One concern of mine though is that I'm sending massive amounts of data constantly from the game engine, which could cause any audio server to choke. I'm distributing the load by outputting certain events from the game server to multiple ip/port addresses, but its still being tested and as everything with this strange project, is subject to change Smile

The wiki link I posted above has all my latest updates, which I'm working on constantly these days.

Let me know if you have any questions or suggestions.

best,

Rob
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Kassen
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PostPosted: Sun Jan 13, 2008 6:08 am    Post subject: Reply with quote  Mark this post and the followings unread

Way cool.

Will you also be using maps and so on speciffically created with the aim of ending up with musically appealing results or is this a investigation into more expressive sounds for games? Perhaps a mix, like Rez or Lumines?

I agree that sporking should work well with spawned objects and projectiles but remember that in practice ChucK doesn't have garbage collection yet. My recomendation would be to spork shreds that "go to sleep" as soon as they are sporked and wait for a (signalled) event to wake them up and set their parameters. They would then synthesise sound for some amount of time and after they are done resume waiting for a event. This avoids garbage and for a project like yours I predect that will make a large difference. There are more strategies for this.

I think you are lucky to be working with Ge, please keep me up to date, I'm no great OSC expert but I do know a thing or two about coding around ChucK lack of garbage collection so I might be able to help.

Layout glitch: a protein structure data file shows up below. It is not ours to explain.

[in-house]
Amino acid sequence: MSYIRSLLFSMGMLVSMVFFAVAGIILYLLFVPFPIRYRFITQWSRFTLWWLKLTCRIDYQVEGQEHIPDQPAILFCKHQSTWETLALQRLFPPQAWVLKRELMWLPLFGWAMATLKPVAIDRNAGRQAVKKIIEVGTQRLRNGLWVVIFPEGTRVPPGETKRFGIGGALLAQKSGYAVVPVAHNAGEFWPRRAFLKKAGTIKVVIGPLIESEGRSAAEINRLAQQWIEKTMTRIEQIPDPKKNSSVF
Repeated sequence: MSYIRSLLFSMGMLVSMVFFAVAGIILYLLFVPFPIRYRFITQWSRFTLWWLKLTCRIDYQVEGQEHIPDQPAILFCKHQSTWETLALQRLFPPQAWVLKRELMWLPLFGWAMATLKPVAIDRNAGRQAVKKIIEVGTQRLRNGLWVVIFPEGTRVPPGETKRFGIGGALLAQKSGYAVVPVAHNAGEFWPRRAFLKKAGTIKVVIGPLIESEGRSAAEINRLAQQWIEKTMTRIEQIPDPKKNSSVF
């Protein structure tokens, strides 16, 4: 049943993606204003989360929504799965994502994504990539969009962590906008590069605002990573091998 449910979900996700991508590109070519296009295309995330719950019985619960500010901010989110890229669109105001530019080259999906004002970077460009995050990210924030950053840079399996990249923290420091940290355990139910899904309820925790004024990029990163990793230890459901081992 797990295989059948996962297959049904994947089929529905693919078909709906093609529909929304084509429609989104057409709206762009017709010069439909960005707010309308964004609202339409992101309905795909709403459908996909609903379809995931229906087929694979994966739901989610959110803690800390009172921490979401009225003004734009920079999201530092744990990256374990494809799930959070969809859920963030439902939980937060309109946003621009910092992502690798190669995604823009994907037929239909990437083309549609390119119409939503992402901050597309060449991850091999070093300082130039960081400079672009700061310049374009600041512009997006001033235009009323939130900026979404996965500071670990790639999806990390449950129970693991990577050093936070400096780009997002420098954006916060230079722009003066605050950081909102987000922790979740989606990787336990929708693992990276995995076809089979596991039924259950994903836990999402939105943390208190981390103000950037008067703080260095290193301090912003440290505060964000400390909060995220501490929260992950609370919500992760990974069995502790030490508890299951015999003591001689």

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robhamilton



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PostPosted: Sun Jan 13, 2008 11:34 am    Post subject: Reply with quote  Mark this post and the followings unread

Sleeping the shreds could be a good idea, and could work in well with the data I get, as entity IDs for things like fired projectiles get reused after they go away in the game. There's also a theoretical upperbound to the number of entities ingame at any given time, so there's something to shoot to stay under.

Map-wise, yes, I do build specific maps for compositional purposes; the first paper I published on this was about a piece I did called "maps and legends" which investigates the idea of compositional maps which allow performers to run through pathways with their individual sounds tracking them in an 8-channel environment, giving a great degree of freedom to improvise within the compositional structure.

For this latest version, I'm also experimenting with custom image textures in the game which I'm planning on modelling using edge-detection algorithms, giving me more specific control over the linking between visual environment and auditory output.
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Kassen
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PostPosted: Mon Jan 14, 2008 6:23 am    Post subject: Reply with quote  Mark this post and the followings unread

Yeah, and there is a upperbound as there is a limited amount of sounds your computer(s) will be able to pull off anyway. Call me a hippy but I think that if we are combatting garbage then recycling is the obvious answer Smile.

Your project sounds interesting, I'll read more on your page, thanks!